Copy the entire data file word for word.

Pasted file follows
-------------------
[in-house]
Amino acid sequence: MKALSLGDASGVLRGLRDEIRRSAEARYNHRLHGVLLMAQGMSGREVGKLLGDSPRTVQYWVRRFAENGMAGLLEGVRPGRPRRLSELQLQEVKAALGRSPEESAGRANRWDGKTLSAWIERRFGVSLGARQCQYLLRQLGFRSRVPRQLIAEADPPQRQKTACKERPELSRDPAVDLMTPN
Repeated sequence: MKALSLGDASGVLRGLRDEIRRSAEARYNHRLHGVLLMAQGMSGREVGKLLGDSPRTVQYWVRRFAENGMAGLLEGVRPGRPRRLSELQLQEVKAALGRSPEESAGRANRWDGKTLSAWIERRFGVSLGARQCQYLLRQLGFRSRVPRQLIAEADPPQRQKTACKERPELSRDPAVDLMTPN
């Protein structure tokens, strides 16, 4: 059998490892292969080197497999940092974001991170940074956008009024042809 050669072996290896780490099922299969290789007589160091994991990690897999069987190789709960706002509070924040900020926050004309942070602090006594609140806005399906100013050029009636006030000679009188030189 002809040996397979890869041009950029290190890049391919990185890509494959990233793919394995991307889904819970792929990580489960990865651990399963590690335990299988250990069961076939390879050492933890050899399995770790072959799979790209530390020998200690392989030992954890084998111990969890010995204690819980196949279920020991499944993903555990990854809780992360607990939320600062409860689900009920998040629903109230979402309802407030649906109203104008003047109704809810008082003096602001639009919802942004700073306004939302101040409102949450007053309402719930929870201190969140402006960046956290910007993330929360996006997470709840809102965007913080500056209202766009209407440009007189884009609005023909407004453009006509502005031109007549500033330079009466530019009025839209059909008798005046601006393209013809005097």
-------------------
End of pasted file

[in-house]
Amino acid sequence: MKALSLGDASGVLRGLRDEIRRSAEARYNHRLHGVLLMAQGMSGREVGKLLGDSPRTVQYWVRRFAENGMAGLLEGVRPGRPRRLSELQLQEVKAALGRSPEESAGRANRWDGKTLSAWIERRFGVSLGARQCQYLLRQLGFRSRVPRQLIAEADPPQRQKTACKERPELSRDPAVDLMTPN
Repeated sequence: MKALSLGDASGVLRGLRDEIRRSAEARYNHRLHGVLLMAQGMSGREVGKLLGDSPRTVQYWVRRFAENGMAGLLEGVRPGRPRRLSELQLQEVKAALGRSPEESAGRANRWDGKTLSAWIERRFGVSLGARQCQYLLRQLGFRSRVPRQLIAEADPPQRQKTACKERPELSRDPAVDLMTPN
């Protein structure tokens, strides 16, 4: 059998490892292969080197497999940092974001991170940074956008009024042809 050669072996290896780490099922299969290789007589160091994991990690897999069987190789709960706002509070924040900020926050004309942070602090006594609140806005399906100013050029009636006030000679009188030189 002809040996397979890869041009950029290190890049391919990185890509494959990233793919394995991307889904819970792929990580489960990865651990399963590690335990299988250990069961076939390879050492933890050899399995770790072959799979790209530390020998200690392989030992954890084998111990969890010995204690819980196949279920020991499944993903555990990854809780992360607990939320600062409860689900009920998040629903109230979402309802407030649906109203104008003047109704809810008082003096602001639009919802942004700073306004939302101040409102949450007053309402719930929870201190969140402006960046956290910007993330929360996006997470709840809102965007913080500056209202766009209407440009007189884009609005023909407004453009006509502005031109007549500033330079009466530019009025839209059909008798005046601006393209013809005097």